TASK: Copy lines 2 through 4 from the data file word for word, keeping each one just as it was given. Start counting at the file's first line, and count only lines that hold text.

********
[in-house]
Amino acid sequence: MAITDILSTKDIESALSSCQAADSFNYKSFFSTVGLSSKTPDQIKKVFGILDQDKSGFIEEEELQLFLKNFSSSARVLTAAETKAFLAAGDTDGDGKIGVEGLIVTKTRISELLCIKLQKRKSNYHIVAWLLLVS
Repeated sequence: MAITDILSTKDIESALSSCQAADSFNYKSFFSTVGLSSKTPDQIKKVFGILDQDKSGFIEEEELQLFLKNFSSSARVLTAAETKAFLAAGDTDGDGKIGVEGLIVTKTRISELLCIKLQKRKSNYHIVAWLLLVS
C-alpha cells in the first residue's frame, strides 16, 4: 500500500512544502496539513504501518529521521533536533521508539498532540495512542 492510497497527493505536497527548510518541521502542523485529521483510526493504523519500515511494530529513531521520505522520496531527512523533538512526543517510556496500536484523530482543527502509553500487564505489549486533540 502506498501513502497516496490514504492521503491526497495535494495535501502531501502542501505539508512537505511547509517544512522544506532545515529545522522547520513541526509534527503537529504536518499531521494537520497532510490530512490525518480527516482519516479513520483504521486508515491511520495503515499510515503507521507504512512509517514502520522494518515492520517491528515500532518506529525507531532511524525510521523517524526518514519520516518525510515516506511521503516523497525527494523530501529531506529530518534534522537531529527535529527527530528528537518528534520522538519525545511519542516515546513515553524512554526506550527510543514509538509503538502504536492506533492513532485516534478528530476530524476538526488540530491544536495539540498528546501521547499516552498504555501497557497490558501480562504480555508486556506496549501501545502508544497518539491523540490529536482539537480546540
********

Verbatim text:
Amino acid sequence: MAITDILSTKDIESALSSCQAADSFNYKSFFSTVGLSSKTPDQIKKVFGILDQDKSGFIEEEELQLFLKNFSSSARVLTAAETKAFLAAGDTDGDGKIGVEGLIVTKTRISELLCIKLQKRKSNYHIVAWLLLVS
Repeated sequence: MAITDILSTKDIESALSSCQAADSFNYKSFFSTVGLSSKTPDQIKKVFGILDQDKSGFIEEEELQLFLKNFSSSARVLTAAETKAFLAAGDTDGDGKIGVEGLIVTKTRISELLCIKLQKRKSNYHIVAWLLLVS
C-alpha cells in the first residue's frame, strides 16, 4: 500500500512544502496539513504501518529521521533536533521508539498532540495512542 492510497497527493505536497527548510518541521502542523485529521483510526493504523519500515511494530529513531521520505522520496531527512523533538512526543517510556496500536484523530482543527502509553500487564505489549486533540 502506498501513502497516496490514504492521503491526497495535494495535501502531501502542501505539508512537505511547509517544512522544506532545515529545522522547520513541526509534527503537529504536518499531521494537520497532510490530512490525518480527516482519516479513520483504521486508515491511520495503515499510515503507521507504512512509517514502520522494518515492520517491528515500532518506529525507531532511524525510521523517524526518514519520516518525510515516506511521503516523497525527494523530501529531506529530518534534522537531529527535529527527530528528537518528534520522538519525545511519542516515546513515553524512554526506550527510543514509538509503538502504536492506533492513532485516534478528530476530524476538526488540530491544536495539540498528546501521547499516552498504555501497557497490558501480562504480555508486556506496549501501545502508544497518539491523540490529536482539537480546540